It warned that this had worsened during the pandemic and that there had been “no significant improvement” in the time since.
This comes after Action For Children said that pupils missing school due to anxiety had become the number one issue for parents and carers.
The charity said that an article of theirs providing advice for parents had been visited more than 57,000 times in the year to March.
We have published our report on persistent absence and support for disadvantaged pupils.
Find out more: https://t.co/WBKv0pDy3v
— Education Committee (@CommonsEd) September 27, 2023
A fifth of English children ‘persistently absent’ from school
Overall absentee rates in England had risen to 7.6%, up from around 4 to 5% before the Covid-19 outbreak.
A pupil is classified as a persistent absentee if they miss 10% or more of their schooling and as a severely persistent absentee if they miss 50% or more.
‘High levels of absence’ from English schools causing ‘huge problems’
Action For Children said that the refusal usually occurs when a child is too anxious to go to school in what is sometimes referred to as school anxiety or school phobia.
Joe Lane, head of policy and research at Action For Children, said: “High levels of absence from school in England is a huge problem for the children missing school and their families.
“As well as providing an education, schools can support children to develop emotionally and socially, promote their wellbeing and help keep them safe. Ultimately, that helps them to grow up to be thriving adults, better able to contribute to society and the economy.”
The charity has called on the Government to “follow through” on plans to roll out family hubs, adding that it should also “boost the number of attendance mentors by making them a core part of new family help services”.
A staggering 4.2 million children in the UK are living in poverty. That’s 3 in 10 children.
Many families are struggling this summer, with increased childcare and food costs.
— Action for Children (@actnforchildren) July 17, 2023
Children’s Commissioner Dame Rachel de Souza welcomed the charity’s recommendations.
She said: “Children who require additional support and receive it in school are happier than the overall cohort, which is why we need to ensure families get the right early help, and that schools have the tools they need to respond quickly to factors like poor mental health or special educational needs. Every child deserves to access their right to education.”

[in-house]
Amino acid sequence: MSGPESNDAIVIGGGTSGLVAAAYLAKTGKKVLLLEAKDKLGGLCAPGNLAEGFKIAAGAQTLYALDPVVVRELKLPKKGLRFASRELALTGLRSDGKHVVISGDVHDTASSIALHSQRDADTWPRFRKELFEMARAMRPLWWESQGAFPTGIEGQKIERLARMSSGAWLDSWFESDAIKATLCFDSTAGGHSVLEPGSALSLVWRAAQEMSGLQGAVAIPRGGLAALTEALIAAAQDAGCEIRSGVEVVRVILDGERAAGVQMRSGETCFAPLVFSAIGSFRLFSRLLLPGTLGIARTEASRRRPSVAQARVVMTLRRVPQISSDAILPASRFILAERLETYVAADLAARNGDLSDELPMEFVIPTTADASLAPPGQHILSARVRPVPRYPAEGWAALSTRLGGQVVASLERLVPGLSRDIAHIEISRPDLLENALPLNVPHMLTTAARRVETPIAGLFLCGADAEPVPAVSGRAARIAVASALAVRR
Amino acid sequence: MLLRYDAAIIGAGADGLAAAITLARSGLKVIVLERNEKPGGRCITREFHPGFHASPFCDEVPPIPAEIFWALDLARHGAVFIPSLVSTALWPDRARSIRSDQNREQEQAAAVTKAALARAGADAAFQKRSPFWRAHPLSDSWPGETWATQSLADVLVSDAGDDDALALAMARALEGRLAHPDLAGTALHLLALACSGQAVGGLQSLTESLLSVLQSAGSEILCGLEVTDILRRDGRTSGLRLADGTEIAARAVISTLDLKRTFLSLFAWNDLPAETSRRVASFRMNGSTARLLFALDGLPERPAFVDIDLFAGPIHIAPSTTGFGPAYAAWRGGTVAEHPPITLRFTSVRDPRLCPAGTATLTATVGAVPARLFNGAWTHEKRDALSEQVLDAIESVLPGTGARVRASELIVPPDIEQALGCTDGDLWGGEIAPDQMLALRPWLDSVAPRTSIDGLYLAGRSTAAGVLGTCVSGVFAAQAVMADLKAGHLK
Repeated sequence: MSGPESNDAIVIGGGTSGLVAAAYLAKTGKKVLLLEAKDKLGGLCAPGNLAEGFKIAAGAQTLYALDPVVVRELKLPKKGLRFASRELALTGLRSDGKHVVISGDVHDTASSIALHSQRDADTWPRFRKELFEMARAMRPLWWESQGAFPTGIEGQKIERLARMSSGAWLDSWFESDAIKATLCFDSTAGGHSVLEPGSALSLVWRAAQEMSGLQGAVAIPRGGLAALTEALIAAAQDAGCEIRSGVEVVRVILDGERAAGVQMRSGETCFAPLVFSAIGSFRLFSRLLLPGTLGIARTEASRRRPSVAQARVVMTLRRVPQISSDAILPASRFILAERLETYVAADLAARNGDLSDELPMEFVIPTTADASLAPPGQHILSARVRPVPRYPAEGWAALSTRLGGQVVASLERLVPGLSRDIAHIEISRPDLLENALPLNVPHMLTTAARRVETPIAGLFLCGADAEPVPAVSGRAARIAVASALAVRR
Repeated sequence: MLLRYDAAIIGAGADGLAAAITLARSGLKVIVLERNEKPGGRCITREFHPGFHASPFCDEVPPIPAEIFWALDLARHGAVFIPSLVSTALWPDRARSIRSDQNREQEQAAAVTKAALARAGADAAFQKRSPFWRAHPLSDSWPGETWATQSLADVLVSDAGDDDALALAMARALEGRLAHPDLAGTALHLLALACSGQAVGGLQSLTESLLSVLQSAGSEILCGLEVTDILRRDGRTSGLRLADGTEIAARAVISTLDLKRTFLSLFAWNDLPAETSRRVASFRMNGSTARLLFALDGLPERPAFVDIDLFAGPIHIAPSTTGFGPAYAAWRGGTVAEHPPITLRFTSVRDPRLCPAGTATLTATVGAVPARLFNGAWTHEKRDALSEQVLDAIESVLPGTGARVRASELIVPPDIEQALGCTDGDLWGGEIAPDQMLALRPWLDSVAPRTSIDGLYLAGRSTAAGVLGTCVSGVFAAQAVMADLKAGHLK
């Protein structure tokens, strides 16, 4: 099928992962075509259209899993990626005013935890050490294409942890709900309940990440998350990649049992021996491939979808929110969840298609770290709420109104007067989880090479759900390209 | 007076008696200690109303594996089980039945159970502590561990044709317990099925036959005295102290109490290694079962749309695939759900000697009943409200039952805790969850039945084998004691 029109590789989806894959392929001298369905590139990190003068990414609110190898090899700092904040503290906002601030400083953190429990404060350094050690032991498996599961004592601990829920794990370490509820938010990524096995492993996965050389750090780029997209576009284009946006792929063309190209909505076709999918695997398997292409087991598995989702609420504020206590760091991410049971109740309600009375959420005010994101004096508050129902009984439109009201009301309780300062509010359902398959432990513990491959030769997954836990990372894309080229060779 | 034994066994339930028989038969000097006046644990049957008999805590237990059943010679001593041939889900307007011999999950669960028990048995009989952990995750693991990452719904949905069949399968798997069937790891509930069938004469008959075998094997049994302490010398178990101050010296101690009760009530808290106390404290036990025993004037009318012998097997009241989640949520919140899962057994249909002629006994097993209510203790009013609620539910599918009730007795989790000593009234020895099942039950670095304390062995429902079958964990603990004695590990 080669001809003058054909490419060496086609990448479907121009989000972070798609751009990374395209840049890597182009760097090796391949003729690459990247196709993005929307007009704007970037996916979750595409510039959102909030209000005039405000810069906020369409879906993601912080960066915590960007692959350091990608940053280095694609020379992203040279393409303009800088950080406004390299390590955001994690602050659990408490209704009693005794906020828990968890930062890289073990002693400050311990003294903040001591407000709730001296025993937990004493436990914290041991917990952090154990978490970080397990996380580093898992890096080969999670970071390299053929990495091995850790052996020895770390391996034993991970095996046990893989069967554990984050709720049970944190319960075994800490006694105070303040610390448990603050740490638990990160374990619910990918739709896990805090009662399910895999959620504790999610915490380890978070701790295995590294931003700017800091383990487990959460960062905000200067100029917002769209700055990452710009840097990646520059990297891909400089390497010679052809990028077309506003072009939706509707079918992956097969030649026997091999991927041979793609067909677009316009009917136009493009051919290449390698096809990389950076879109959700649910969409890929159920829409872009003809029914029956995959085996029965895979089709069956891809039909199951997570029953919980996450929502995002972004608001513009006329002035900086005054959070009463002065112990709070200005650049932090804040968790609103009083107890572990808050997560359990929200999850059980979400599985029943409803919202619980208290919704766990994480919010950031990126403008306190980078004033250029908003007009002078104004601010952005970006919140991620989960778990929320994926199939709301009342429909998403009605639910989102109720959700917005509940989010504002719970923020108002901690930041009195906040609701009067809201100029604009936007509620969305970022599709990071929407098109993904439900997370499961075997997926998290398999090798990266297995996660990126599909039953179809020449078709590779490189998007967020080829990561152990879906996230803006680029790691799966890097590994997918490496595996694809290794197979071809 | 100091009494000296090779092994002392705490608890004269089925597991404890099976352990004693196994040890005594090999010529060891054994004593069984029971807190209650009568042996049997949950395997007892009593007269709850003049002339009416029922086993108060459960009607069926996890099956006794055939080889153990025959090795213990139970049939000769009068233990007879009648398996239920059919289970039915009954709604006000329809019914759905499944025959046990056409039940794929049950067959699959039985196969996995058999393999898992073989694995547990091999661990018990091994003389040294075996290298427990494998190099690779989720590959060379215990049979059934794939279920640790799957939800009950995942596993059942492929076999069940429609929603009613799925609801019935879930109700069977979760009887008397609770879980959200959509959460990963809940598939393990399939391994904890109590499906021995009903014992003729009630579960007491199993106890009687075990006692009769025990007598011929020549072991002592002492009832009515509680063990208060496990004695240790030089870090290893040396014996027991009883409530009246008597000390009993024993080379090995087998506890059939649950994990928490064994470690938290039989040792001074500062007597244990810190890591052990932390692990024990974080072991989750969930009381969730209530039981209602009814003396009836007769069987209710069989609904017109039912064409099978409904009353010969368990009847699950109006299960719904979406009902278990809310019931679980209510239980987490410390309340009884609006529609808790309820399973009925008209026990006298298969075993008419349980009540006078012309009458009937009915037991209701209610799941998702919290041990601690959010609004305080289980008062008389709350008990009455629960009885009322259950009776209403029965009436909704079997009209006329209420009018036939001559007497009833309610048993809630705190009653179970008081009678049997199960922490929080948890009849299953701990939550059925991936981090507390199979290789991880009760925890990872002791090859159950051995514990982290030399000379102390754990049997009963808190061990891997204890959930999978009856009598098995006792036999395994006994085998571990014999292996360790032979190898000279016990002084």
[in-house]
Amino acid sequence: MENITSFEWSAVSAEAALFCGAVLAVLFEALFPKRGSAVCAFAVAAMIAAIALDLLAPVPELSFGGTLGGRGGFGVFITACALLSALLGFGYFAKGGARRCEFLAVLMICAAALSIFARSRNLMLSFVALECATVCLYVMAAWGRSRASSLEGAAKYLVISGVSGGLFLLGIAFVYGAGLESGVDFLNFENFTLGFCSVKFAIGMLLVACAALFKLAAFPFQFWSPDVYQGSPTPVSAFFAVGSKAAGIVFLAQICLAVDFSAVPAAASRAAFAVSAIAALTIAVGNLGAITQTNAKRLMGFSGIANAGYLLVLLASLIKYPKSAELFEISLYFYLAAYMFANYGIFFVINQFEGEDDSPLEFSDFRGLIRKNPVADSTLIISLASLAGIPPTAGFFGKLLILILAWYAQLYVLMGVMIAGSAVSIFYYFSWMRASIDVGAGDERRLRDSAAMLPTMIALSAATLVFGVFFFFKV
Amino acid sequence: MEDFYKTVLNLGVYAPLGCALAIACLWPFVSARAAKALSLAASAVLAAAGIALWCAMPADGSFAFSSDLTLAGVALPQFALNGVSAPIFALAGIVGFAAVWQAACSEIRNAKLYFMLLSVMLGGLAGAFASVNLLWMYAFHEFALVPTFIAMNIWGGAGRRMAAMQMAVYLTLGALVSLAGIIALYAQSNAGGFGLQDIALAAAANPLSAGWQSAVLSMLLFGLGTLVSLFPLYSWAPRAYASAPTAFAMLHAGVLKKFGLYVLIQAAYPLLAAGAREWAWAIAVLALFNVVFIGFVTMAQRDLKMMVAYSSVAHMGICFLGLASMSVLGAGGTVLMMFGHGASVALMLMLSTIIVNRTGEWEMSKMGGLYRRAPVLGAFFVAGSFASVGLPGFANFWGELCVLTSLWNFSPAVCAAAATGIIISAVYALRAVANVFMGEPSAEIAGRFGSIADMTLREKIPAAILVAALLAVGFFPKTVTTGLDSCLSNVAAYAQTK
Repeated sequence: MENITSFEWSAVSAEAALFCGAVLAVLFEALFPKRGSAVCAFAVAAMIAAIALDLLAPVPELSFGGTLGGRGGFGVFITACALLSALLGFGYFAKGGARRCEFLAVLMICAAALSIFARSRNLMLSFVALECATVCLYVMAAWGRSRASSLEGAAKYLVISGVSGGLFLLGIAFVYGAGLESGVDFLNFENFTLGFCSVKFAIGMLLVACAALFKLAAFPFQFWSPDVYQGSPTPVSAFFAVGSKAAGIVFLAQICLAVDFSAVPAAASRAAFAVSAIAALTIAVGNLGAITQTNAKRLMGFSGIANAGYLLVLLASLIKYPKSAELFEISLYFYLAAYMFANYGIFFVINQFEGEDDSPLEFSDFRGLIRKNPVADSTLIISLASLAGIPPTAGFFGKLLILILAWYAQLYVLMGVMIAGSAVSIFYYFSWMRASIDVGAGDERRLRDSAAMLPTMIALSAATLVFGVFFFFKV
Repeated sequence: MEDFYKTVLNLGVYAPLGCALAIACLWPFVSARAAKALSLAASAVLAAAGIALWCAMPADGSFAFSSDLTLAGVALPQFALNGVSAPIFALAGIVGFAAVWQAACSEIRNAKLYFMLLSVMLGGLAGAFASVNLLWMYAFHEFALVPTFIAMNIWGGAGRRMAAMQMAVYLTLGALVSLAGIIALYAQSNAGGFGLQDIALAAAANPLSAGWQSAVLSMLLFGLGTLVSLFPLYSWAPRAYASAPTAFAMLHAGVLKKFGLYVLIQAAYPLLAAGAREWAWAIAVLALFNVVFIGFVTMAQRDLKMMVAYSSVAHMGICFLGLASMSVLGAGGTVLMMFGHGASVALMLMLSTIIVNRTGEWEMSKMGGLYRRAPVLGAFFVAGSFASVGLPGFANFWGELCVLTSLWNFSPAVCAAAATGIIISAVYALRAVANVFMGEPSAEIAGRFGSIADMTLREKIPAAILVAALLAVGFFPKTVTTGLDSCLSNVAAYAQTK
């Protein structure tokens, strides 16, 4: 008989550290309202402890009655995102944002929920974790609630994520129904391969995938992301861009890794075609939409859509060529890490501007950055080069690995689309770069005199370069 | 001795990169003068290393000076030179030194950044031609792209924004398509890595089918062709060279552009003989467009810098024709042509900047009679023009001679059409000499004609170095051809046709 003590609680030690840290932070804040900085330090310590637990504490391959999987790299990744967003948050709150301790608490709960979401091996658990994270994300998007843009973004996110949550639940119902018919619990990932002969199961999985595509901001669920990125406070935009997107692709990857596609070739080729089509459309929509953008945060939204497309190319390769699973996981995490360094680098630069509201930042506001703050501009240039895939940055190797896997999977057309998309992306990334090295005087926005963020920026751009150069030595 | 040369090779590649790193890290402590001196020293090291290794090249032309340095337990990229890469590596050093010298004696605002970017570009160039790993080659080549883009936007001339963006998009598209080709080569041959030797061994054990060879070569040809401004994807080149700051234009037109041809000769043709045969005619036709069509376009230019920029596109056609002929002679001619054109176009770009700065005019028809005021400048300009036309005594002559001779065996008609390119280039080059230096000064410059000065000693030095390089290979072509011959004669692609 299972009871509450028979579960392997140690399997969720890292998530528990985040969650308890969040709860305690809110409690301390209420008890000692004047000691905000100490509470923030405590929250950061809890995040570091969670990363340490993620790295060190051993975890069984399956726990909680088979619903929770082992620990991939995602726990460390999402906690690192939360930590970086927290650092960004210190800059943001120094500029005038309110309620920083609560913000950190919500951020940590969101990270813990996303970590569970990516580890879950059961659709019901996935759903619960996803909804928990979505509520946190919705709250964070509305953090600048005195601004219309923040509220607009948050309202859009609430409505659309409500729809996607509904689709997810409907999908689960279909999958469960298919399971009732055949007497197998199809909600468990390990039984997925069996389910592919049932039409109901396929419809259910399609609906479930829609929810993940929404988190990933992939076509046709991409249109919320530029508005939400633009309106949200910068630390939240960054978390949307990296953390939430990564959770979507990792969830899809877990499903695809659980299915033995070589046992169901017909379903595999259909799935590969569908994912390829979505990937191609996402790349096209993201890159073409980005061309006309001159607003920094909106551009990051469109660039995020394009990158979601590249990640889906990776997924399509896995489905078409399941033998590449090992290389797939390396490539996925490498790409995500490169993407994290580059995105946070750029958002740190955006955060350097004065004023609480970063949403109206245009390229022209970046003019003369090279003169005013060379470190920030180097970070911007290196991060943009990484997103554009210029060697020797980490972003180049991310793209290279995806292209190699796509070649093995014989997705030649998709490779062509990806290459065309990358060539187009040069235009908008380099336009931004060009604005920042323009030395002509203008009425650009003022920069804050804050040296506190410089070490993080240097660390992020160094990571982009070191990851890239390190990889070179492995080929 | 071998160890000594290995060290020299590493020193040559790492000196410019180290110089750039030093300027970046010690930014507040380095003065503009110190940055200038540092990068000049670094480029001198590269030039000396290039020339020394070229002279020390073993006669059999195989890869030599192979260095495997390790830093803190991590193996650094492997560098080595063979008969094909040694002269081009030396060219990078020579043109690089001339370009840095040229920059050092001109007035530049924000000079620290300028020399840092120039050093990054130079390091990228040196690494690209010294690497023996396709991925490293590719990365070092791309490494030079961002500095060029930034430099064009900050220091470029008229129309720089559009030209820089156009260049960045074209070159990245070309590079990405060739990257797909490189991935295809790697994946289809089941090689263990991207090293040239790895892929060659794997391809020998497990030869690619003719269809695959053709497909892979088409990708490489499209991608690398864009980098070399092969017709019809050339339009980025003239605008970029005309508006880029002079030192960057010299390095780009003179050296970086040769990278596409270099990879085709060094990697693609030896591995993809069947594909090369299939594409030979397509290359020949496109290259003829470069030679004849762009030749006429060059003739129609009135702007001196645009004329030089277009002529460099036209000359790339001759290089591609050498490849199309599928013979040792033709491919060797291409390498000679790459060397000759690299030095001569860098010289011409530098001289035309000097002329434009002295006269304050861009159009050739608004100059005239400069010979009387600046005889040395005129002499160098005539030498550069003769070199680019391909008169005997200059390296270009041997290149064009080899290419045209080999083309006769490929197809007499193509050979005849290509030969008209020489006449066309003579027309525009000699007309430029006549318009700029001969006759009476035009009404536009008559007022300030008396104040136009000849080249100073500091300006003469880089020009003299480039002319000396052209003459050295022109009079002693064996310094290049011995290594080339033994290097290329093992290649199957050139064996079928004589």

Paul Whiteman, general secretary of school leaders’ union NAHT, said: “Unfortunately, a decade of cuts has seen the teams that used to support schools with attendance decimated, and large parts of the country do not benefit from either the Government’s attendance hubs, or its pilot mentoring programme for those pupils absent most often.
“This is not an issue schools can tackle alone, and clearly parents are in need of support too. The Government really does need to redouble its efforts and commit the necessary resources to tackle this issue.”
A Department for Education spokesperson said: “The vast majority of children are in school and learning with recent data showing there were 380,000 fewer children persistently not in school last year.
“We are taking action to increase attendance because it is vital for a child’s education, wellbeing and future life chances.
“We have expanded our attendance hubs, which will support over 400,000 pupils across 14 hubs and provided a toolkit for schools on communicating with parents on this issue.
“Our mentoring programme, delivered by Barnardo’s, sees trained mentors work directly with 1,665 persistently and severely absent children and their families to understand and overcome the barriers to attendance and support them back into school.”